A war diary by a French railwayman; this is a rare bird indeed. Although Henri Barbusse’s Under Fire and Anthony Clayton’s Paths of Glory spring to mind, unless one reads French fluently (which I sadly do not) we in the English speaking world do not often get an insight into the French Army during the Great War. Those of us who read around the Great War are used to descriptions of the front and the trenches, the routine and the rhythm of the war. To have a French perspective is a treat. First published in France in 1971 and published in Britain in 1975 it has now been re-printed by Pen & Sword.
Desagneaux had been an office bound railwayman on the Eastern Railway and as such had been mobilised as an officer in the French Railway Transport Service. He describes how at first, in August 1914, all was orderly as the regular soldiers travelled through the rail system, then things fell apart. When the wounded started coming back from the fighting the mood altered. There were no more flowers, no patriotic singing and slogans, morale fell rapidly, all in a matter of two weeks. He tells us how ill-disciplined the French reservists and territorial troops were, not a patch on the regulars. He records in horror the wounded and in sadness the hordes of terrified refugees pouring through the rail network. Quite naturally it is so different to the accounts that we read about Britain’s entry to the war, the jingoism and the enthusiasm lasted longer there. Britain had not been invaded and it was not on the front line. A French perspective on this period is a grim but welcome change.
Because of serious officer casualties Desagneaux was posted from the Railway Transport Service to a front line battalion. He rapidly became a company commander and rose to the rank of major, becoming Chief Assistant Officer of the battalion by the war’s end. The transformation from rear echelon officer to decorated front line trench fighter is stark. Some British and Commonwealth diaries and memoirs have a tendency to be stoic and for want of a better word, chirpy. One often has the feeling that they are holding something back. Desagneaux on the other hand has a tendency to tell you how it was and rams the point home. He describes being in the line at Verdun with the relentless predictability of a 5.9-inch howitzer barrage. It was loud, it was devastating and it looked like everyone was going to die.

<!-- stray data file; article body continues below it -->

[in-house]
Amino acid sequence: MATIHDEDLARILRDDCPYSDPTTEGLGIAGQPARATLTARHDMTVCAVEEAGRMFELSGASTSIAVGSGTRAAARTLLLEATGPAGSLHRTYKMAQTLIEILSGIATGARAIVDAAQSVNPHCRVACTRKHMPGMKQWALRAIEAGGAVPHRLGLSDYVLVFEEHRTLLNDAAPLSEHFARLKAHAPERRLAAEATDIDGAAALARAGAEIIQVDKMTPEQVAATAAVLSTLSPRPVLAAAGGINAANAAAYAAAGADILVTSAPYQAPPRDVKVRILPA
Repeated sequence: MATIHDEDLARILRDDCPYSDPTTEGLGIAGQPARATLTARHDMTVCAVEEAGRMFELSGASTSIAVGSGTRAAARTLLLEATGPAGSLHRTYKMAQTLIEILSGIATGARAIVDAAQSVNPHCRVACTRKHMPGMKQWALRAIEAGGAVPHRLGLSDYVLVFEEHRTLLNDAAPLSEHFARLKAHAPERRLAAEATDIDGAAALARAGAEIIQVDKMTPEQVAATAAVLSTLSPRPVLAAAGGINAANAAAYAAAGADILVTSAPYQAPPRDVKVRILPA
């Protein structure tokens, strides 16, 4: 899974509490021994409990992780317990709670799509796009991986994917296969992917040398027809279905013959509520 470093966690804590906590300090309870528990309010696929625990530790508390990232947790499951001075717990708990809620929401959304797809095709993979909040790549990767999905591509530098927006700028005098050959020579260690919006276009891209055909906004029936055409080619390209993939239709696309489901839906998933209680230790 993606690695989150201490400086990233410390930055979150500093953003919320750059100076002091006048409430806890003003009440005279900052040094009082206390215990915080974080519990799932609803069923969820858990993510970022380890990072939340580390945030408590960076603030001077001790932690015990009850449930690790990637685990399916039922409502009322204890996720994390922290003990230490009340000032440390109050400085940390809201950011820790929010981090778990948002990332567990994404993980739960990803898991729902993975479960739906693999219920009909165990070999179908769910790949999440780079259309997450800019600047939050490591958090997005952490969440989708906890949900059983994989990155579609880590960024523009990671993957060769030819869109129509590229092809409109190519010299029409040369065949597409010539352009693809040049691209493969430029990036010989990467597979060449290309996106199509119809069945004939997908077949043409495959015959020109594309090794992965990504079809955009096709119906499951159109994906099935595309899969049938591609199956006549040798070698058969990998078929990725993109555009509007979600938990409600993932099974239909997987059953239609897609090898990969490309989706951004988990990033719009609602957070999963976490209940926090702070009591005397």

I was struck by how badly the French troops were treated by their high command. Desagneaux notes how he and his company were left under shell fire with no cover for hours, just sitting waiting as the shells rained down. He tells us how bad the food was, how the Generals rarely appeared at the front, how organisation often broke down and how dislocated the French soldiers became from their leaders. His unit retained its discipline during the mutiny and it was deployed from the front to deal with the mutineers on the railway system. He and his men did their duty but it did not stop them understanding the causes of the mutiny and having some sympathy with the mutineers.
I have thoroughly enjoyed reading this diary. Let Desagneaux’s record speak for him, “Chevalier de la Legion d’Honneur, Croix de Guerre avec Palme … Mentioned five times in dispatches.” I recommend this book, it is worth reading.
Review by Dr Wayne Osborne for War History Online.
You can read Wayne’s superb blogs at GREAT WAR IN WORDS, part of Chris Baker’s much admired
THE LONG, LONG TRAIL website. Visit www.1914-1918.org
A FRENCH SOLDIER’S WAR DIARY 1914 – 1918.
By Henri Desagneaux.
Pen & Sword Ltd, 2014.
Hardback, 112 pages.
ISBN 978 1 47382 298 6